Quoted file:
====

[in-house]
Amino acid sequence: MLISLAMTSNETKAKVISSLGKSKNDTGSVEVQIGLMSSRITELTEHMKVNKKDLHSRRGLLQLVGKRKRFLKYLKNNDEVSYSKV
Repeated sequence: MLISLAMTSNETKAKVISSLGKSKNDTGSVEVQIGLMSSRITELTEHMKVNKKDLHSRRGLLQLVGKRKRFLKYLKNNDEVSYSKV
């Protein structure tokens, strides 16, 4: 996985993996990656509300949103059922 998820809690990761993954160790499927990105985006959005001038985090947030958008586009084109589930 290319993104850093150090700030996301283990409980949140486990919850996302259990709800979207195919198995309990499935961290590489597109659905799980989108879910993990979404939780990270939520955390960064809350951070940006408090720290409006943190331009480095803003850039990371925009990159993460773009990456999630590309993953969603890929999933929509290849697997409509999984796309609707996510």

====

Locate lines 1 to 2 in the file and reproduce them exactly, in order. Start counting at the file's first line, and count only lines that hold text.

[in-house]
Amino acid sequence: MLISLAMTSNETKAKVISSLGKSKNDTGSVEVQIGLMSSRITELTEHMKVNKKDLHSRRGLLQLVGKRKRFLKYLKNNDEVSYSKV